Over last weekend, they’ve been built into monuments for the dead, holders for candles, shelves for sheaves of flowers.
I still don’t know who Jack is in this case; who it is that made those bricks that paved the city that built the barricades that honour the dead who died so that no Jack would make a dishonest fortune selling the bricks that paved the city…
Maybe it doesn’t matter, so long as in future, no one in Ukraine makes jokes about the country being paved by corruption as the only way to bear knowing it’s true.
People like to laugh at the first line of the Ukrainian national anthem: Ще не вмерла України – Ukraine hasn’t died yet. I used to think it was a bit funny myself.
I changed my mind a long time ago. Ukraine: country of lost causes. Country that just won’t lie down and die.
Here’s something I wrote about Ukraine around fifteen years ago, when I hadn’t been living there long. I was travelling around the centre and west in the Spring time, trying to understand and come to terms with this wonderful, mostly tragic place that bore a weight of history so utterly different from Britain’s:
“It’s a real country, although life in it is half-mythical. Its people are shadowed by insupportable ghosts who cling not so much to places but to souls. This countryside is so beguiling and innocent, and what lies beneath the ground has an affinity to flesh and imagination, not to earth and bricks. The hereditary poison is invisible (and of course I can easily find an analogy in the Chernobyl radiation that may be secretly destroying this land and people). It is easy to ignore that which cannot be seen, and while the thyme is still scented, the chestnut trees in bloom, the castle walls softly crumbling, why am I talking of ghosts?”
I think I was trying to describe places like Babiy Yar, that leafy park where children play over the ravine where Jews, Roma, and psychiatric patients were gassed or shot during the Nazi occupation of Kiev. Like the wood on the way to Brovary, where small white notices tied to the trunks of trees remember the thousands murdered by the NKVD in 1920–21. Like the green field near Khust, where the followers of Avgustin Voloshyn, founder of the independent republic of Carpatho-Ukraine, were slaughtered on one day.
That independent republic of Carpatho-Ukraine lasted all of 24 hours: between the 15th and 16th March 1939. Just one of Ukraine’s many experiments in statehood. Here are a few more: The Ukrainian People’s Republic, centred on Kiev, which lasted less than a year between 1917–1918. The Ukrainian People’s Republic of Soviets, centred in Kharkiv at the same time and even more short-lived. Over eight months in 1918–1919, Nestor Makhno’s grass-roots Anarchist state in central Ukraine, with its own economy and systems of education and social justice.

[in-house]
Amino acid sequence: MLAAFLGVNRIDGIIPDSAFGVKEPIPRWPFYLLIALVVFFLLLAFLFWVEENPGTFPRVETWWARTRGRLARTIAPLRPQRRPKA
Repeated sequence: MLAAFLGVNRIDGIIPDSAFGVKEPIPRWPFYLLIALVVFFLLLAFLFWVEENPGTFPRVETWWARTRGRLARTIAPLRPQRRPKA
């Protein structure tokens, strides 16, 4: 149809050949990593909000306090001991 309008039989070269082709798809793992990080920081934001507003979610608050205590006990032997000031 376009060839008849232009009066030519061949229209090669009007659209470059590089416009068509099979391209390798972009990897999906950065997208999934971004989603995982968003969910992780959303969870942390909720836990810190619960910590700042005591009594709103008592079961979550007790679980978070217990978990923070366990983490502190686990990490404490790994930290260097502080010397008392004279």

All this, as well as seventy years of Soviet domination from Moscow, five years of Nazi occupation, following centuries of fighting with or between Russia, Poland, Lithuania, Austro-Hungary, Czechoslovakia, all of which have controlled this territory –
And Ukraine is not yet dead. It just won’t lie down and die, even if individual Ukrainians are prepared to die for it.
From the list of those killed in Kiev over the last three days: people from Rivne, Vinnitsa, Lutsk, Lviv, Kerch, Kharkiv, Donetsk oblast, Poltava oblast, Kirovohrad oblast. That’s all over Ukraine, east and west, north and south.
Ukraine continues to experiment with statehood, with systems of governance, with ways to live and keep living. Ще не вмерла України.
As the EU takes days to impose sanctions, including asset freezes and travel bans, on Ukrainian officials ‘responsible for violence and excessive force’ – a total of 180 private charter flights left Kiev’s Zhuliany airport today, heading west or to Moscow.
“You never saw so many Mercedes’ in one spot”, I’m told.
On Ukrainian TV this morning, Berkut and spetsnaz (special forces) who are fighting protesters were filmed, saying that parliament deputies are leaving the country along with their commanders.
We don’t really know why we are here, they said. And why we are protecting the oligarchs. Away from the family for weeks, sleeping on the ground, and the salary is hilarious…
On both sides, I’m told, “lots of young lost faces. They did not expect being wounded.”
“Andrey is bringing food to activists on maidan everyday.”
“It’s been like a huge soup kitchen on maidan. Eveyone helping everyone else.”
“Another friend of mine is taking injured people from hospitals, where they’re in danger, and bringing them to the homes of people who are willing to shelter them”
“Ruslan went yesterday to donate blood after it was announced after the attack on the 18th that there is a huge shortage. There were a long queues, and all the blood banks were full by the middle of the day.”
“Lana took in four activists for a night from Maidan: they are from Lviv. She gave one man her dead husband’s clothes to change into, to disguise him.”
These are just a few of many similar messages from or about friends in Kiev. None of these people are ultra-right nationalists. None of them are the extremists that the Ukrainian and Russian governments claim make up the opposition in Ukraine. They are ordinary, peaceful, decent people… They’re my friends.
They have been to Europe and know what life is like in the EU. They know it’s not perfect in England or France or Germany. But they’re still fighting and supporting the fight for a chance to live like people do in England or France of Germany, because it has to be better that this. Better than being shot at.